WTB Navy man is search of Machine tool Reconditioning by Edward F. Connelly - Page 2
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  1. #21
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    Quote Originally Posted by SteveM View Post
    At least it's available.

    There's a book I want that is out of print but still in copyright, so it's a case of "I can't get it, but I can't copy it". Author is still alive, but doesn't seem to be interested in reprinting it.

    Actual selling prices range from $650 to $1,100.

    Steve
    What's the book?

    Y'all never know, someone may have a copy to part with...

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    Im hoping so. Thanks for everyone's input so far, it gets entertaining at the least.

    Perhaps getting into one of mr Kings classes would be a wise move also.

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  4. #23
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    Quote Originally Posted by gresh125 View Post
    Im hoping so. Thanks for everyone's input so far, it gets entertaining at the least.

    Perhaps getting into one of mr Kings classes would be a wise move also.
    That seems a better use of the money than buying a copy of the book, honestly.

    Getting some supervised, hands-on training is liable to get you farther ahead, than reading a bunch of pretty dry stuff that does not necessarily mean anything to you as you go over it.

  5. #24
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    I have found my copy.
    Brand new, sitting on the shelf never used.

    Who want's it, for how much ?

  6. #25
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    Quote Originally Posted by digger doug View Post
    I have found my copy.
    Brand new, sitting on the shelf never used.

    Who want's it, for how much ?



    I have 18 bucks invested in mine bought new in 1969

    Here is a perfect description of the contents

    a bunch of pretty dry stuff
    I guess the most cogent bit is the fact that it makes clear the necessity of involving the mind in minute by minute evaluation of WHAT needs doing and what DOESN'T need doing. Not at all something one can appreciate or even begin to comprehend standing beside a master in the process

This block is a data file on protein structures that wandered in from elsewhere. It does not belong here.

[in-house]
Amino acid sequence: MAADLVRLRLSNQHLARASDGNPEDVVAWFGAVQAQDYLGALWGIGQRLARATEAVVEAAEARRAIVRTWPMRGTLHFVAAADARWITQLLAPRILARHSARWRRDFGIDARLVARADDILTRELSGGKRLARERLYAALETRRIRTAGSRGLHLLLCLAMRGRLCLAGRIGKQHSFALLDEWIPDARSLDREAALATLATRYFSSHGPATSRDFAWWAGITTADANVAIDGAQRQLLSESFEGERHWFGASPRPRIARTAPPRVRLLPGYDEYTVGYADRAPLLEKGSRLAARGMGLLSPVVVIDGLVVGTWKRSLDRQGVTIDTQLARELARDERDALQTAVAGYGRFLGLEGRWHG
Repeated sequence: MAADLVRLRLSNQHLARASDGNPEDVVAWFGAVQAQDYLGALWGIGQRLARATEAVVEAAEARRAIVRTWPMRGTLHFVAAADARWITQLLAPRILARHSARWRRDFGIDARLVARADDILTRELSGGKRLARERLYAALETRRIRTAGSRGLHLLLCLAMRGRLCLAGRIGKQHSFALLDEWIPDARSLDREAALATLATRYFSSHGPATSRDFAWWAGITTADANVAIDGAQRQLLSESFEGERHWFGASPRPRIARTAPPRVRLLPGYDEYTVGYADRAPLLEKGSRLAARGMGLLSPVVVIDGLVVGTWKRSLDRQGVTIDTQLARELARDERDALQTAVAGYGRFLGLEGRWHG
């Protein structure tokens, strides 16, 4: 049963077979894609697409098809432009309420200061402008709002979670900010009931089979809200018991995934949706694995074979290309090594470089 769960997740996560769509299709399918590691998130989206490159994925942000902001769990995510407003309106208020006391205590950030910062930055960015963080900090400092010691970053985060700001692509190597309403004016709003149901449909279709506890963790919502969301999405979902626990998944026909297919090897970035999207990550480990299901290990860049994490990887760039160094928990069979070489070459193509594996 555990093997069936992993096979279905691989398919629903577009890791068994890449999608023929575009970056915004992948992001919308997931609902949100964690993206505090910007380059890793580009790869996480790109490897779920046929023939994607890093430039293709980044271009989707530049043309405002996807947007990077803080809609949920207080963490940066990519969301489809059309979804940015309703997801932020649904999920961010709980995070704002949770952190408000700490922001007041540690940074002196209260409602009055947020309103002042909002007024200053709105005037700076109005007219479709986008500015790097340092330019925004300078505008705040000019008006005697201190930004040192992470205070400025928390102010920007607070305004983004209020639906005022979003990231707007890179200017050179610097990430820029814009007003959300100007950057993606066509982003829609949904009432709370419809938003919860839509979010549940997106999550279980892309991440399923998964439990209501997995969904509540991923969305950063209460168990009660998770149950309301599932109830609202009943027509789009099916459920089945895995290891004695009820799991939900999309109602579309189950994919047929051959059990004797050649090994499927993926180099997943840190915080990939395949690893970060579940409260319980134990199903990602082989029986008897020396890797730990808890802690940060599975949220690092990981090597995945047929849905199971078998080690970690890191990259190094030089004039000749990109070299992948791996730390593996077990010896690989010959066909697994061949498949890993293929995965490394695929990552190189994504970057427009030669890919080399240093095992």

Like....working mightily on a 4" X 8" section approaching 32 points when right there beside it is a three point area - a simple waste of time

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  8. #26
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    I gave $40.00 for mine new in 1968, at Smith & Butterfields in Evansville,In. It s the 1955 edition.

    JH

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    Maybe itís because I read a lot of textbooks or Iím a generally boring guy, but I donít find Connelly all that bad. Itís pointed, direct and has absolutely no fluff. You do need a bit of an understanding of mechanical accuracy to know where heís going most of the time though. So I would agree with others mentioning that itís not a beginnerís book.

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    Quote Originally Posted by jim rozen View Post
    Hmm. Borrow it and hire a monk to copy it, then wall the monk up inside his cell.....
    Been tried.

    All we got out of it was a bonding, grounding, EMI & RFI expert with a fondness for two-wheelers, wooden RPC's...... and a terminal case of "TDS".

    Go figure we'd get a "monk" with a built-in "key".

  11. #29
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    Yeah he's terminal all right, as of monday. Let the blubbering commence.

    My copy of Connelly is a '96 printing, and only lists the publisher in the copyright statement - Machine Tool Publications from St. Paul.

    Original printing was 1955. Again, before the internet... unless you count semaphore flags and I know you do.

    I don't find it that dry - and less so than I did since I've done a few projects. This thread has convinced me to dust off the copy and go
    back through it. And then seal it up in a nitrogen dry box afterwards.

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    I have one here dad bought new back around 1965. I wore it out reading the dull stuff... sure beat grade school reading back then. Teachers never understood my passion with machine tools back then. Yeah the book is in rough shape, pages are still in tack. One of our dogs from child hood took a dump on it. Or was that the Henry Ford Shop Theory book, I can't remember.... Oh, it's not for sale!!! Sorry.

  13. #31
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    Quote Originally Posted by trevj View Post
    What's the book?

    Y'all never know, someone may have a copy to part with...
    You think I want to tell everyone here so it will drive the price up higher?